Binyamin in the Land of Egypt

  • Harav Yaakov Medan
In loving memory of my parents:
Shmuel Binyamin (Samuel) and Esther Rivka (Elizabeth) Lowinger z”l
In a different context, we clarified our understanding of Yosef's goal when he accused his brothers of being spies – namely, his desire to bring his brothers to recognize the sin of his sale, repent for it, and repair it, even if this would take them down a difficult and painful path.[1]
And Yosef said unto them the third day, “This do, and live; for I fear God. If you be upright men, let one of your brethren be bound in your prison-house; but go you, carry corn for the famine of your houses; and bring your youngest brother unto me. So shall your words be verified, and you shall not die.” (Bereishit 42:18-20)
            As we noted, Yosef not only demands of his brothers that they bring Binyamin before him, he also makes it clear to them that the missing brother, Binyamin, is suspected of spying and coming to see the nakedness of the land, perhaps even more so than the rest of the brothers. Thus, he makes clear the danger that bringing him to Egypt will involve. Were he to be brought to Egypt, he would be in real danger of being thrown into prison, or perhaps even worse.
Binyamin was the surviving son of Rachel and his father's current favorite, the son for whom his father may have made a new coat of many colors to replace the torn and blood-stained coat of Yosef. It may be that Binyamin, like his older brother, was a dreamer who saw himself as the chosen brother.
            In our opinion, it is not necessary to say that already at this stage Yosef planned to accuse Binyamin of stealing his goblet, which would have supported the suspicion, as it were, of the Egyptian ruler that Binyamin was the key figure in the espionage affair, who therefore stole the viceroy's goblet. Yosef's test of his brothers appears to be much simpler: Will they agree to endanger Binyamin by bringing him to Egypt despite the concern that he would fall in the footsteps of his older brother into the Egyptian abyss from which there is no return?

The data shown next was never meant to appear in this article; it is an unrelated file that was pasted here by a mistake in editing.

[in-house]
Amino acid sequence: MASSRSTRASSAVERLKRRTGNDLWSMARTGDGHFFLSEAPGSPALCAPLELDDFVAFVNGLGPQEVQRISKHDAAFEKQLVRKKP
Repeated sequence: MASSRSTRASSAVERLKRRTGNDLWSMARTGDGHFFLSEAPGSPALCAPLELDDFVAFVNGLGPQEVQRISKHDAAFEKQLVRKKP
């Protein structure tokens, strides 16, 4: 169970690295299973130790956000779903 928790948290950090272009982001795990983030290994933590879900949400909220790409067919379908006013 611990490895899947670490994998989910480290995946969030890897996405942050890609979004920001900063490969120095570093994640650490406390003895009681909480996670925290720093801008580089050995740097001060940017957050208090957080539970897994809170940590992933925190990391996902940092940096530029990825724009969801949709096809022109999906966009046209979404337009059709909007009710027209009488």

We believe that Yosef hoped that the brothers would not return to Egypt. Perhaps they would send him a letter by way of a messenger that owing to the distress of their elderly father, they had decided not to bring Binyamin down to Egypt; they must protect him at all costs from all dangers, and they must protect him sevenfold from the hostile atmosphere that prevailed against them in Egypt. Perhaps they would write in this letter that they had decided on their own to suffer the famine with their families and hope for God's mercies. They chose to leave their brother Shimon in the Egyptian prison and not to endanger Binyamin.
Had they does this – and even had they not written this imaginary letter, but had they at least not returned so quickly to Egypt with Binyamin – Yosef might have been convinced about their desire to repair the sin of his sale to Egypt at all costs, even at the cost of a heavy famine and the cost of leaving Shimon the son of Leah in the Egyptian prison. The sin of Yosef’s having been sold to Egypt would have been repaired through the brothers’ stubborn defense of Binyamin, who would not be brought to Egypt.
Indeed, this is also what Yaakov wanted: